Canadian Renewable Fuels Association (CRFA)

Canadian Renewable Fuels Association (CRFA)

July 07, 2008 15:25 ET

Reality Check: CD Howe Biofuels Report Inherently Flawed & Misleading

OTTAWA, ONTARIO--(Marketwire - July 7, 2008) - On Thursday, July 3 2008 the CD Howe Institute issued a flawed and misleading report on biofuels in Canada. The CD Howe Institute claims as its mandate to be independent, reasoned and relevant, but its report on biofuels misses the mark on all three counts. Problems with CD Howe Institute report by Douglas Auld include:

Inconsistent & Biased GHG Calculations

The CD Howe Institute is inconsistent in its GHG emission reduction calculations leading to flawed results. The July 3rd report uses GHG calculations from the recognized GHGenius model for its gasoline, diesel fuel, and electric power calculations - but not for its corn ethanol calculations. The CD Howe Institute creates a separate GHG calculation model for corn ethanol (based on different and older assumptions). Why the change in the GHG calculation model? Perhaps because the very same GHGenius model it used for gasoline clearly shows a 40-60% reduction in GHGs from ethanol compared to gasoline.

Simple Calculation Errors

Since the CD Howe Institute does all of its calculations for GHG emissions on an energy basis it must also cover revenue loss calculations on the same basis - it didn't, which calls into question all of the cost estimations in the report. Ethanol blended gasoline is taxed by the federal government at 10 cents a litre, the same as a litre of unblended gasoline even though ethanol has a lower energy content. When ethanol is taxed the same volumetric rate as gasoline, then it is being taxed at 150% on an energy basis. The CD Howe report misses this critical point.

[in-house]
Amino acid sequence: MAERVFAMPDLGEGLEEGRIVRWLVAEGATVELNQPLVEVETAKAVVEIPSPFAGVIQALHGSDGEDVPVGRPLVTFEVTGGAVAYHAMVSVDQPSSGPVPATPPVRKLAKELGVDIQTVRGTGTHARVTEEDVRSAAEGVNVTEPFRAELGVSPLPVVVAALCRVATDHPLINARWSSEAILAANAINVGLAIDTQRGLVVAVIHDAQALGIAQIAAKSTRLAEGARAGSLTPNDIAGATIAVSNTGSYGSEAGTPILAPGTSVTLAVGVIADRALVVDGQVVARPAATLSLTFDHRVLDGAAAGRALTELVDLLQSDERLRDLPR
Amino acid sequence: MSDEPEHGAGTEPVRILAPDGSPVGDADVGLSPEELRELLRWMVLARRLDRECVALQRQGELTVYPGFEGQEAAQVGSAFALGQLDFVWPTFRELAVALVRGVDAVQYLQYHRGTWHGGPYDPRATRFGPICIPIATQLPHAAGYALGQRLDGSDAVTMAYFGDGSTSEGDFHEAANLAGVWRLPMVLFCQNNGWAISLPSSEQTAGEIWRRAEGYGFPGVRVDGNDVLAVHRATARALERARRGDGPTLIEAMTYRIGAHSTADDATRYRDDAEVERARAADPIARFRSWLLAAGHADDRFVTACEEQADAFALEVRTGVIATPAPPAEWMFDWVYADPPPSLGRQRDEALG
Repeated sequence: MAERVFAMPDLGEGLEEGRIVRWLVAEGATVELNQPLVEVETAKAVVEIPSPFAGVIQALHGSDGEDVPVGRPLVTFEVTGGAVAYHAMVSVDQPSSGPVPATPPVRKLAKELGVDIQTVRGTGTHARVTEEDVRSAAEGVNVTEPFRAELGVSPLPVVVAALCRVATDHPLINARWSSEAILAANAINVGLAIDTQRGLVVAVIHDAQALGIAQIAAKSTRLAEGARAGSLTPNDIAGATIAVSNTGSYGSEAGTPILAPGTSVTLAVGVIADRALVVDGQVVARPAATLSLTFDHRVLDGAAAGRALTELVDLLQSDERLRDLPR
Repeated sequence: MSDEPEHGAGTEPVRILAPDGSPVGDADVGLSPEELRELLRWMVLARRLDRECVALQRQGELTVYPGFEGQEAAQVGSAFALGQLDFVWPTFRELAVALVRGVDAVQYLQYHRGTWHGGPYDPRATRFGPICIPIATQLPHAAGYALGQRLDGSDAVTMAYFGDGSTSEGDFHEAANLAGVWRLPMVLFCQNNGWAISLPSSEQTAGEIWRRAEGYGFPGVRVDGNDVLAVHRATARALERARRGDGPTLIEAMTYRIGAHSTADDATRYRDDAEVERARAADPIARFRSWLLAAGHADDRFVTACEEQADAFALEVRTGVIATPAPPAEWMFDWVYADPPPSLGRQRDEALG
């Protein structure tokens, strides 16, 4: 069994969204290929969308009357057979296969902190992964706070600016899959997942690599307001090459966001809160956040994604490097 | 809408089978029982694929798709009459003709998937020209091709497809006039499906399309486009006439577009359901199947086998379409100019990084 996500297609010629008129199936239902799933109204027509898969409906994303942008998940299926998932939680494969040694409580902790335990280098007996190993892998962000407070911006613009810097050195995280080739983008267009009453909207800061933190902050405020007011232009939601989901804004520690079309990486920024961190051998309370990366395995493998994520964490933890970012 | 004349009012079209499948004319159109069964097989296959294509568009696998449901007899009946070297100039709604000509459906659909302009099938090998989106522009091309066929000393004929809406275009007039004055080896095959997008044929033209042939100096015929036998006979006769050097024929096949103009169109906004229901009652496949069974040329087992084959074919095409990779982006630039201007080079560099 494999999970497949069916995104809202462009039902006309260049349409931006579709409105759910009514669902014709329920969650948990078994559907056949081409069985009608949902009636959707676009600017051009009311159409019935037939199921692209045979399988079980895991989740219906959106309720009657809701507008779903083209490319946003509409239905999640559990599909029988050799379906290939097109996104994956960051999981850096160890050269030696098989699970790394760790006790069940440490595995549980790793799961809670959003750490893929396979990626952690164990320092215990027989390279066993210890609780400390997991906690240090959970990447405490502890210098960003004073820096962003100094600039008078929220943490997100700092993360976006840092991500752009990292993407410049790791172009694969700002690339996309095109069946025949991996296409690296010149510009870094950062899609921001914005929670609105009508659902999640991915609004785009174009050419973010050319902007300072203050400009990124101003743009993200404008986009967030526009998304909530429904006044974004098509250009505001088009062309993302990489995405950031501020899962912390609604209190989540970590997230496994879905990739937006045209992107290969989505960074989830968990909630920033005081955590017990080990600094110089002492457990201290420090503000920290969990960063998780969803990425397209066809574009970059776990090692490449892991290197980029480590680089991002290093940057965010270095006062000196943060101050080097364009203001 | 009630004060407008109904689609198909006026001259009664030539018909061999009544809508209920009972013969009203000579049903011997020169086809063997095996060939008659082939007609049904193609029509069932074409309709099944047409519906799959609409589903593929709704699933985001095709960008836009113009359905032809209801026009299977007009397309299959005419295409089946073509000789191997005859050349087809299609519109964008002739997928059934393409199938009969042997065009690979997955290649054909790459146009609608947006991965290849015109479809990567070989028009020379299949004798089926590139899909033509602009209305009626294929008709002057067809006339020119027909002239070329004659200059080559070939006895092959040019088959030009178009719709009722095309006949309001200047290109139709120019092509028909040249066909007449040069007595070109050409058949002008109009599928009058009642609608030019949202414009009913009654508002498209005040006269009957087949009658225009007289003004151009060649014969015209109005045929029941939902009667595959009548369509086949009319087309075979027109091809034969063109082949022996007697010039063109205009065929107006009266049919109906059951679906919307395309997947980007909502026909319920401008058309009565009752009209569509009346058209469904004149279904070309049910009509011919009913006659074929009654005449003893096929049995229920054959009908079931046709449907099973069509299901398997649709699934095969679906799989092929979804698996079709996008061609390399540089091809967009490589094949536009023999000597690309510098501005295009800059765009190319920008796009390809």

Clear Lack of Understanding of Canadian Biofuels Programs

The CD Howe assumes all gasoline in Canada will contain 5% ethanol, when in fact the new federal biofuels program is designed for 5% average renewable fuel content in gasoline. The Institute makes inaccurate assumptions on the level of support to projects under the federal ecoEnergy for Biofuels program and further ignores specific limits placed on a number of provincial biofuels programs. In doing so, the CD Howe Institute overestimates the costs associated with biofuels development in Canada and underestimates the true benefits that will be realized.

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